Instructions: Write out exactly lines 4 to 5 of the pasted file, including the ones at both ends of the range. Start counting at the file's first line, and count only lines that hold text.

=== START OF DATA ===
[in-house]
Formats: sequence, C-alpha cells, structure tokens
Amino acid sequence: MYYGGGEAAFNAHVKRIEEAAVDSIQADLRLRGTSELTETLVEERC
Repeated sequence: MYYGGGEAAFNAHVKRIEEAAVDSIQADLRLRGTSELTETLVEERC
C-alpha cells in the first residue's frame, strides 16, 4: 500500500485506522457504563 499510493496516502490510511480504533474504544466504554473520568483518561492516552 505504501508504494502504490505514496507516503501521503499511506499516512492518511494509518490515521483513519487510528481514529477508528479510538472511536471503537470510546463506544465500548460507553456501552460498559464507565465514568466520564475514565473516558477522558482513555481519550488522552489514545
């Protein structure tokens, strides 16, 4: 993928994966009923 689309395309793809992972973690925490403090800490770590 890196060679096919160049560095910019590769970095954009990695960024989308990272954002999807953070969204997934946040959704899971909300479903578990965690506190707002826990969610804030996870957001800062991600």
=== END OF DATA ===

Repeated sequence: MYYGGGEAAFNAHVKRIEEAAVDSIQADLRLRGTSELTETLVEERC
C-alpha cells in the first residue's frame, strides 16, 4: 500500500485506522457504563 499510493496516502490510511480504533474504544466504554473520568483518561492516552 505504501508504494502504490505514496507516503501521503499511506499516512492518511494509518490515521483513519487510528481514529477508528479510538472511536471503537470510546463506544465500548460507553456501552460498559464507565465514568466520564475514565473516558477522558482513555481519550488522552489514545